Discover Duluth Redux: Grassy Point Trail
Originally published Jan. 19, 2007, on DuluthBudgeteer.com. No one expects to find restored wetlands in the armpit of the west end's industrial sector, so that's probably why Grassy Point Trail is such a great find. Mindy Granley of the Minnesota...
Originally published Jan. 19, 2007, on DuluthBudgeteer.com.
No one expects to find restored wetlands in the armpit of the west end's industrial sector, so that's probably why Grassy Point Trail is such a great find.
Mindy Granley of the Minnesota Department of Natural Resources suggested the nature area, as its restoration was a joint effort between her organization, the city, an office of the Environmental Protection Agency and the state's Lake Superior Coast Program.
It probably goes without saying, but a lot of love went into this project.
The care shows, too, as a milelong, city-constructed boardwalk takes visitors from the parking lot (at the end of Lesure Street in West Duluth) through a wooded area, around a bend and smack right into some of the St. Louis River's glorious wetlands.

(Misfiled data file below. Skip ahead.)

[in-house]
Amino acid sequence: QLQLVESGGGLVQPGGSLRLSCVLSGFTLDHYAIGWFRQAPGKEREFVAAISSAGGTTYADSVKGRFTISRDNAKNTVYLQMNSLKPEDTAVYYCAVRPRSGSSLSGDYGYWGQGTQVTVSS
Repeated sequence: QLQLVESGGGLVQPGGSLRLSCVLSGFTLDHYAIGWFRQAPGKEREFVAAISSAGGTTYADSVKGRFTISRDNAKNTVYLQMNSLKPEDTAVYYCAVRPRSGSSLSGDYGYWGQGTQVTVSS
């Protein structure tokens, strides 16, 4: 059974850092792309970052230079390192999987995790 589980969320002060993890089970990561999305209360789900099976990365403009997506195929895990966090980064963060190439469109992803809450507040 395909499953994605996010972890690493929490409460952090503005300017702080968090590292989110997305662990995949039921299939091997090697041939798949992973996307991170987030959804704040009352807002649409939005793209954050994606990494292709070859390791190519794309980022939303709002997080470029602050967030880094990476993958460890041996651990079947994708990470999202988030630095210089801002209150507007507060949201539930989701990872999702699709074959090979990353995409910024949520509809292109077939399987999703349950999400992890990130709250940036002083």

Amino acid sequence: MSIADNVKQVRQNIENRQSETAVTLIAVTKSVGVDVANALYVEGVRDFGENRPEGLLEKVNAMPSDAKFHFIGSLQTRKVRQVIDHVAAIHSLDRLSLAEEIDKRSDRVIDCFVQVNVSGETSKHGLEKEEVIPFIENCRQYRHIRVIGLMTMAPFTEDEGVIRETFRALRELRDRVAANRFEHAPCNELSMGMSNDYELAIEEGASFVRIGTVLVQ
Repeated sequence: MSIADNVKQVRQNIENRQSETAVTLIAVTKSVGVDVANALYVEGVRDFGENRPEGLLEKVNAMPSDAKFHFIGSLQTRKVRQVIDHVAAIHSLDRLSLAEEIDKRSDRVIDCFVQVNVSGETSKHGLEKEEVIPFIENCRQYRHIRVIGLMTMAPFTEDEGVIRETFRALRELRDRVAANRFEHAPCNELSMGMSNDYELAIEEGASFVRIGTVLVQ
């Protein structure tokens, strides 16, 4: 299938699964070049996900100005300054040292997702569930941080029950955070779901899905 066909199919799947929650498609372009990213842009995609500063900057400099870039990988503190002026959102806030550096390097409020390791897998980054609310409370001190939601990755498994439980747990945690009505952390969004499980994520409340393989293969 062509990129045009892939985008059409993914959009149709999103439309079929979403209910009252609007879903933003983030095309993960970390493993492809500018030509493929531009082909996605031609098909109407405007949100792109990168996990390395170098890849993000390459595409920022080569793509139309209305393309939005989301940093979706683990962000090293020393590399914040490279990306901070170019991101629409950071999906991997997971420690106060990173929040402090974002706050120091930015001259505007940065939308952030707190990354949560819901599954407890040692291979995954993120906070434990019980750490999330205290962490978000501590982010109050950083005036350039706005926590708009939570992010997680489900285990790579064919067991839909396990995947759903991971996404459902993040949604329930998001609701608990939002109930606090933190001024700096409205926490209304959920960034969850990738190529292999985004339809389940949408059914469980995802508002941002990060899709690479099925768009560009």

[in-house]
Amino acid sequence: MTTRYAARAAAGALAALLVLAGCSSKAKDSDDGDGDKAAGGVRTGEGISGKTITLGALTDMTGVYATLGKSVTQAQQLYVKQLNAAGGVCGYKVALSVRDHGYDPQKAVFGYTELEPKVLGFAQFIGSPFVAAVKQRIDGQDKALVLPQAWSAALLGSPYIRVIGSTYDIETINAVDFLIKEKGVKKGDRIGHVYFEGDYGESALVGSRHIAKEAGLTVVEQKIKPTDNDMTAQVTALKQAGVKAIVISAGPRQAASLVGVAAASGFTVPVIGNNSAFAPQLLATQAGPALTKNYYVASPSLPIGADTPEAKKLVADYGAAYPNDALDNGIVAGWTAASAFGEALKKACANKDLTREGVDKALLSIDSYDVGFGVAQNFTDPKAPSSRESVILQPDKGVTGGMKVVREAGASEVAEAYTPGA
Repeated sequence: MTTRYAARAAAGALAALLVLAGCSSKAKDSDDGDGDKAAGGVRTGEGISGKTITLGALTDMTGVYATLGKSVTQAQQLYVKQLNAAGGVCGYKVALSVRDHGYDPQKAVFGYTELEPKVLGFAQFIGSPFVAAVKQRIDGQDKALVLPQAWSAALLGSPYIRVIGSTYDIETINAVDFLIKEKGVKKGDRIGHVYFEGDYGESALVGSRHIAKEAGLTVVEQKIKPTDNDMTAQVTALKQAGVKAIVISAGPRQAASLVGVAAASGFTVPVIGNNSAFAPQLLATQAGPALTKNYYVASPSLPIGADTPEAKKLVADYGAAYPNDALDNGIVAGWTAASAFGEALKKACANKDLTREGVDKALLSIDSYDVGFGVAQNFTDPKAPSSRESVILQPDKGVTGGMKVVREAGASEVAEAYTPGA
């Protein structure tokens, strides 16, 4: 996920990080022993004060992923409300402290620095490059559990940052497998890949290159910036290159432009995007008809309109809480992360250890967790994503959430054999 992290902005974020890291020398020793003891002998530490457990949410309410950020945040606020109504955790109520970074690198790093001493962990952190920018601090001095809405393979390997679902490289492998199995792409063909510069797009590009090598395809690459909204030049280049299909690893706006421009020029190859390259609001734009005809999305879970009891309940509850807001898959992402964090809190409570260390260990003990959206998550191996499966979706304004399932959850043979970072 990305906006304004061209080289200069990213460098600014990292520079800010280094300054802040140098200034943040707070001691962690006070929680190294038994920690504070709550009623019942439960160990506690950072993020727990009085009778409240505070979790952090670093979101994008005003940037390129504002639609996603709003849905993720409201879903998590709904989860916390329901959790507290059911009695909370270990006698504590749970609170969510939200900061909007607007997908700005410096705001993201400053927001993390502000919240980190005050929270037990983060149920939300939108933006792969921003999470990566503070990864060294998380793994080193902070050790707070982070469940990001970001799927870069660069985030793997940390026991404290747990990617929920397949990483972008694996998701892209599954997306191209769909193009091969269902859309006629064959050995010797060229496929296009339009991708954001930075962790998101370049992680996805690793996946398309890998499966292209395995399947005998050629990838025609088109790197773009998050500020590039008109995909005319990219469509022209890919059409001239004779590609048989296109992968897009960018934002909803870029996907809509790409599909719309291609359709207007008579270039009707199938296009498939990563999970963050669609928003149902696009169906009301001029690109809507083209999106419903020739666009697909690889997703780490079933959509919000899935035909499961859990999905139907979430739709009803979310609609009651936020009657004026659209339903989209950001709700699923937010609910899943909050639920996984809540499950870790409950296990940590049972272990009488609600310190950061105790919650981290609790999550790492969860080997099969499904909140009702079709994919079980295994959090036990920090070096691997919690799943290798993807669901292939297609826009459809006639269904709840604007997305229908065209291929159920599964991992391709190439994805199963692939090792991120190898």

It hits you hard because nothing about the area screams of natural beauty. The "mountains" in these pictures (see accompanying photo gallery)? Actually limestone and coal. That bridge-looking structure beyond the cattails? That is the Bong Bridge.
So, while the protected area only stretches so far, the juxtaposition of industrialization and wetlands serves as a reminder of what a little TLC can do to land formerly occupied by turn-of-the-century sawmills.
To get there, take the Central Avenue exit and head toward the bay, take a left onto Raleigh Street, follow this over a bridge and take another left onto Lesure Street. Follow this until its terminus (the trail).
For more information on Grassy Point (and perhaps better directions to it), check out www.dnr.state.mn.us/rprp/grassypoint .
"Discover Duluth" is an ongoing photo essay series by Matthew R. Perrine that highlights points of interest around the region.